But for present purposes the government as a collective whole have agreed to be bound by the existing effective "codification" of the principle in both the Cabinet Manual and coalition agreement. They seem to say those existing "rules" allow dissent. I don't think they do. I'm happy for them to be evolve / change to reflect a new era of partnership / governance; but that's a different - albeit perhaps more important - question.

It may be that the Maori Party may be a sensible catalyst for this change. I'm conscious that the aninimity principle is perhaps sourced in a particular history of management of dissent - one that might not be shared in the approach of Maoridom to an issue too...

Andrew Geddis said...


"I've very sympathetic to a critique of that convention - and its evolution. I share your, and PJ's, query about it's continuing relevance."

So an interesting question then is why ccr still is talked about/presented as being a "constitutional convention", and not simply a useful political practice. Here's a thought ...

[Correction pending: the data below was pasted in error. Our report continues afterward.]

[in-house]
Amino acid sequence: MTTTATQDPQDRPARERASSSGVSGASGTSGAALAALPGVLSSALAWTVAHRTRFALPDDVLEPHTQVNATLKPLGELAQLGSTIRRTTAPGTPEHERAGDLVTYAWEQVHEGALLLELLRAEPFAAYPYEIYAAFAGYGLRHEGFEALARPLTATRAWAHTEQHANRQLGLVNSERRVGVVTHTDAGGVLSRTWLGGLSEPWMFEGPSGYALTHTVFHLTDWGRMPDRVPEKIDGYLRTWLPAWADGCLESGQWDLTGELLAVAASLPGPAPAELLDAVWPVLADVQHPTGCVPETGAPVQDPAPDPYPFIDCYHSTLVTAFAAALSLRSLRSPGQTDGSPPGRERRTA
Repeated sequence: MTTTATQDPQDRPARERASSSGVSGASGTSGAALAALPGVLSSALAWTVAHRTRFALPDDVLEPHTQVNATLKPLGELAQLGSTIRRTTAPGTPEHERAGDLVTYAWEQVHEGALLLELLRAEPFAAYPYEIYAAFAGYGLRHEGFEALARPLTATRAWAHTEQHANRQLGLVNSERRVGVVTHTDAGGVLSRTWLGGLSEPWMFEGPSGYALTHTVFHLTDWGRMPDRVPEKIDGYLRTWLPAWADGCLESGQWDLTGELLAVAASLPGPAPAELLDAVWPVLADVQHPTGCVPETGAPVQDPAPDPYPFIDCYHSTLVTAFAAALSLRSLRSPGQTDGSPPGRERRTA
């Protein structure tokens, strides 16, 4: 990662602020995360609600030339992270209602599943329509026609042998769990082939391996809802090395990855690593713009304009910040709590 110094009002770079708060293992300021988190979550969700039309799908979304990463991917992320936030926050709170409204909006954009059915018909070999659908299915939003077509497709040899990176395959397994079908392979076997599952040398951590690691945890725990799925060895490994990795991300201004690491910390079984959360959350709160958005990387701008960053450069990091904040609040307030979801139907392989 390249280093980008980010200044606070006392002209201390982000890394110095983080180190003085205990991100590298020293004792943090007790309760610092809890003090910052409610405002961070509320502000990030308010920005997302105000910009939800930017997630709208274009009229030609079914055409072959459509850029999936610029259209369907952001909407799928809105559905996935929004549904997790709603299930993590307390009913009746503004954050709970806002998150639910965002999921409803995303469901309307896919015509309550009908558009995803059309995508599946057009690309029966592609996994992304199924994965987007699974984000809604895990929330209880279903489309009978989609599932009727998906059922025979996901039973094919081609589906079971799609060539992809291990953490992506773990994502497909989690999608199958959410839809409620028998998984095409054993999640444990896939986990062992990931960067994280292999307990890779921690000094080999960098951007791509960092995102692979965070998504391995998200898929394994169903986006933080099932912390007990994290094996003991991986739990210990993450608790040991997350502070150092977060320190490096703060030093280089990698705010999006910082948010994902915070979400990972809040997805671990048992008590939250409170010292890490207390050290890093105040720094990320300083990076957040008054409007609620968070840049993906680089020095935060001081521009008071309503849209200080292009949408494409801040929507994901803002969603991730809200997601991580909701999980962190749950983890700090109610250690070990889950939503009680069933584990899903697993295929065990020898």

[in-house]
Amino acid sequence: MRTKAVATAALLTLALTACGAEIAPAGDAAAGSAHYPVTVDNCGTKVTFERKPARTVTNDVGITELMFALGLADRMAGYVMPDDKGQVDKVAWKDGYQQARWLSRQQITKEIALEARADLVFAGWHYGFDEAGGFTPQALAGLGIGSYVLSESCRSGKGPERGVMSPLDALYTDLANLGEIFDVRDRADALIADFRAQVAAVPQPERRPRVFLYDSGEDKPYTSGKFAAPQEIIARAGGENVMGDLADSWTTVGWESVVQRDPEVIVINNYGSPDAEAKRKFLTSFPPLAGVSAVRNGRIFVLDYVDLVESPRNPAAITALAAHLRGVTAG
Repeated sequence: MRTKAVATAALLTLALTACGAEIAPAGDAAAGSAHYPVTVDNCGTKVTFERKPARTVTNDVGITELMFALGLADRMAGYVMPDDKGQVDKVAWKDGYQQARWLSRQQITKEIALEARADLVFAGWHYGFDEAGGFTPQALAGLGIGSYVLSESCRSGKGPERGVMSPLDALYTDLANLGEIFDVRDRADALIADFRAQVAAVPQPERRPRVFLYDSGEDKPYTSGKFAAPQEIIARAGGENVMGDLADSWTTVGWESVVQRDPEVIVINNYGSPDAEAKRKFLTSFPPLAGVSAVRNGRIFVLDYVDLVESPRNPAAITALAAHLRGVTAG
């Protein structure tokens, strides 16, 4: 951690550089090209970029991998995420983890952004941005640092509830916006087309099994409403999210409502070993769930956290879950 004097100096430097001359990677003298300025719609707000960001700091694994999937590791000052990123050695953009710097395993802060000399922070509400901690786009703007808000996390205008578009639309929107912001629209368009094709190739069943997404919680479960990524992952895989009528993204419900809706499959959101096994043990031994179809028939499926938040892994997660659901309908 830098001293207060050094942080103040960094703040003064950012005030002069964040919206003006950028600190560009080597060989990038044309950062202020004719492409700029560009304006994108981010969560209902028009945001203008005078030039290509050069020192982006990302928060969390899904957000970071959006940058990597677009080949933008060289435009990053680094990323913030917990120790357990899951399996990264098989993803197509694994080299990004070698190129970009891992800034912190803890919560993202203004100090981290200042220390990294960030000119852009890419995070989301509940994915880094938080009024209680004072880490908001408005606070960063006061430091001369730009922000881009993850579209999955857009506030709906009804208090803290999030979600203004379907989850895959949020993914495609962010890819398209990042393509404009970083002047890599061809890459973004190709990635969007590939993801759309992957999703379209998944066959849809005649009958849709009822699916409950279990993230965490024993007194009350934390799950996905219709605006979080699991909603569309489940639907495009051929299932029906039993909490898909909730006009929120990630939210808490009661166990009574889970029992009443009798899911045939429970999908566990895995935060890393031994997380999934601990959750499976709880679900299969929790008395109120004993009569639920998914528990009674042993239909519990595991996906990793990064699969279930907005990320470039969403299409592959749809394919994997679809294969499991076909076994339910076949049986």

Obviously, it is "a good thing" in the long run for government if open dissent can be minimised. But there also will be a temptation on the part of individual ministers/support parties to dissociate themselves from decisions they dislike/will be unpopular with their supporters. That immediate temptation in any given case may well be stronger than the pull of the long term benefits of not dissenting. (A common problem ... it's bad for me in the long run to eat that extra potato chip, but at the time it just tastes so good.) So, in order to weight the calculus against dissent in any given case, the issue is "constitutionalised" (i.e. ministers are told "if you give in to the temptation to dissent, you're not just acting in a politically problematic way, but you are ALSO BREACHING THE CONSTITUTION OF THE GREAT NATION OF NEW ZEALAND!!!!") This is the public law equivalent of putting the potato chips on the top shelf of the pantry, making access to them harder and so reducing the immediate temptation to gorge.